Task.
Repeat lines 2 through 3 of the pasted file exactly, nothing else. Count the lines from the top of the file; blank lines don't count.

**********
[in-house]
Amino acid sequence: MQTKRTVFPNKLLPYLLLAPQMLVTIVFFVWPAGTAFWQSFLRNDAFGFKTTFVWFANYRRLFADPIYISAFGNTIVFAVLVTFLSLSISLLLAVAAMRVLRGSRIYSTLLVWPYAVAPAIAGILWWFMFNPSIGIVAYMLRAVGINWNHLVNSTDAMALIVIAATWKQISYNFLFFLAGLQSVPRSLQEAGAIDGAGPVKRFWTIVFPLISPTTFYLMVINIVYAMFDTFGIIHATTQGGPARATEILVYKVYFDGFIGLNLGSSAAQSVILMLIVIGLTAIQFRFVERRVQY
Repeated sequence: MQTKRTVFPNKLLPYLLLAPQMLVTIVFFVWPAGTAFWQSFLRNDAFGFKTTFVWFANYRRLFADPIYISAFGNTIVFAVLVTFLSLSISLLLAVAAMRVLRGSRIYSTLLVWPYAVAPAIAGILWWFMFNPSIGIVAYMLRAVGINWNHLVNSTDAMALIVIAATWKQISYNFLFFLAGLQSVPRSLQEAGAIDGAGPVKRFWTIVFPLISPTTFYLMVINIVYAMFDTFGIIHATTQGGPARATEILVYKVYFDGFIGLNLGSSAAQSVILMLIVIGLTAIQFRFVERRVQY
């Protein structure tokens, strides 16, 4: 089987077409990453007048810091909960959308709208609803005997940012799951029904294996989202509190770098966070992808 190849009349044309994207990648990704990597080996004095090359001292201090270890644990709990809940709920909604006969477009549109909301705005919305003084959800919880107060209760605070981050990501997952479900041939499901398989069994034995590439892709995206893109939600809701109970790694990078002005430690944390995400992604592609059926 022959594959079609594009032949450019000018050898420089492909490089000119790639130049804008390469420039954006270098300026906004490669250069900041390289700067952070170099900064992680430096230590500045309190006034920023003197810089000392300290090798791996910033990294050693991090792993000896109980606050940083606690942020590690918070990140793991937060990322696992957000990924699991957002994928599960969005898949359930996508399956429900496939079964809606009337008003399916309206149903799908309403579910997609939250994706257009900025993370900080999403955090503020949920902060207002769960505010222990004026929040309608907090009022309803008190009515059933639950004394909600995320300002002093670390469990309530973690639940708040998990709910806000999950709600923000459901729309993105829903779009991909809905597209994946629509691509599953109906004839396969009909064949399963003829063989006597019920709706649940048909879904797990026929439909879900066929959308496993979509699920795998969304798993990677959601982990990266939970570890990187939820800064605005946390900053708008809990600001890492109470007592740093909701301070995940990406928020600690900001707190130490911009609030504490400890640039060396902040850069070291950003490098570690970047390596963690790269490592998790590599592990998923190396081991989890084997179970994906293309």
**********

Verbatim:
Amino acid sequence: MQTKRTVFPNKLLPYLLLAPQMLVTIVFFVWPAGTAFWQSFLRNDAFGFKTTFVWFANYRRLFADPIYISAFGNTIVFAVLVTFLSLSISLLLAVAAMRVLRGSRIYSTLLVWPYAVAPAIAGILWWFMFNPSIGIVAYMLRAVGINWNHLVNSTDAMALIVIAATWKQISYNFLFFLAGLQSVPRSLQEAGAIDGAGPVKRFWTIVFPLISPTTFYLMVINIVYAMFDTFGIIHATTQGGPARATEILVYKVYFDGFIGLNLGSSAAQSVILMLIVIGLTAIQFRFVERRVQY
Repeated sequence: MQTKRTVFPNKLLPYLLLAPQMLVTIVFFVWPAGTAFWQSFLRNDAFGFKTTFVWFANYRRLFADPIYISAFGNTIVFAVLVTFLSLSISLLLAVAAMRVLRGSRIYSTLLVWPYAVAPAIAGILWWFMFNPSIGIVAYMLRAVGINWNHLVNSTDAMALIVIAATWKQISYNFLFFLAGLQSVPRSLQEAGAIDGAGPVKRFWTIVFPLISPTTFYLMVINIVYAMFDTFGIIHATTQGGPARATEILVYKVYFDGFIGLNLGSSAAQSVILMLIVIGLTAIQFRFVERRVQY